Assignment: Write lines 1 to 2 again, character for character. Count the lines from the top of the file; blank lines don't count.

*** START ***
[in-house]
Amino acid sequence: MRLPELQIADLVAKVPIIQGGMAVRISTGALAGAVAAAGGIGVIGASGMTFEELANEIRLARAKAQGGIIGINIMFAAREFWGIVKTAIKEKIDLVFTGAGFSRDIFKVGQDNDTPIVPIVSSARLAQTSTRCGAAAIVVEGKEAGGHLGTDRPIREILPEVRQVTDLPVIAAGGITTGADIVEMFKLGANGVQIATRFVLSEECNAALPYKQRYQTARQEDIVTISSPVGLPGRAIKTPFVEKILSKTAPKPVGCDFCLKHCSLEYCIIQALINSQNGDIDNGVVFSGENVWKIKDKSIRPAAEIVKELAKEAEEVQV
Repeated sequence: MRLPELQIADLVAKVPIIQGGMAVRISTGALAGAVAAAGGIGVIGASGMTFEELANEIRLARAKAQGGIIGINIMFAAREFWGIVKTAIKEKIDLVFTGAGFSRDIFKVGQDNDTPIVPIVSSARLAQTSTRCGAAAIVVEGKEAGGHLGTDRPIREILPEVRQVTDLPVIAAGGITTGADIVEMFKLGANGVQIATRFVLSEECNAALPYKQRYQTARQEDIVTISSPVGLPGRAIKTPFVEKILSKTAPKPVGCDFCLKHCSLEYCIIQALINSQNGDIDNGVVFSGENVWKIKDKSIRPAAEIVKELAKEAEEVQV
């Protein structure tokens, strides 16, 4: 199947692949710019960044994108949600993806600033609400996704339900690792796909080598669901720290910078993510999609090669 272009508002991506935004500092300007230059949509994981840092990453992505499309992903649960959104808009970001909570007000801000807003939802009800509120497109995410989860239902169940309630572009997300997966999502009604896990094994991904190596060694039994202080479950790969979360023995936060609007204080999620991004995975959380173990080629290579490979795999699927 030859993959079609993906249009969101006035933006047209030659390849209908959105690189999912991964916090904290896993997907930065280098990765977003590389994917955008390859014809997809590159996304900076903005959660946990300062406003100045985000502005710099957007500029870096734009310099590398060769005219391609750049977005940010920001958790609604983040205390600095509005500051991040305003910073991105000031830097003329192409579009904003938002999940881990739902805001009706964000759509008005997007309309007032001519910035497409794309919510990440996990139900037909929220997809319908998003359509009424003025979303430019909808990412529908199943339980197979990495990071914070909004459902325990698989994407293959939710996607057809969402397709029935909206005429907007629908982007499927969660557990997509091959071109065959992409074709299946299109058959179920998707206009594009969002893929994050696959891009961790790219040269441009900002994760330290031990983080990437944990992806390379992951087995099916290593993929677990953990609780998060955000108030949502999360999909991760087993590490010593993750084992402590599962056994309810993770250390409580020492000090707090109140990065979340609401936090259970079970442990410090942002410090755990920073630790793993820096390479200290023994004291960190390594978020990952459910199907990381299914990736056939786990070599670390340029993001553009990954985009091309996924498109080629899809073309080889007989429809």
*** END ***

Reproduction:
[in-house]
Amino acid sequence: MRLPELQIADLVAKVPIIQGGMAVRISTGALAGAVAAAGGIGVIGASGMTFEELANEIRLARAKAQGGIIGINIMFAAREFWGIVKTAIKEKIDLVFTGAGFSRDIFKVGQDNDTPIVPIVSSARLAQTSTRCGAAAIVVEGKEAGGHLGTDRPIREILPEVRQVTDLPVIAAGGITTGADIVEMFKLGANGVQIATRFVLSEECNAALPYKQRYQTARQEDIVTISSPVGLPGRAIKTPFVEKILSKTAPKPVGCDFCLKHCSLEYCIIQALINSQNGDIDNGVVFSGENVWKIKDKSIRPAAEIVKELAKEAEEVQV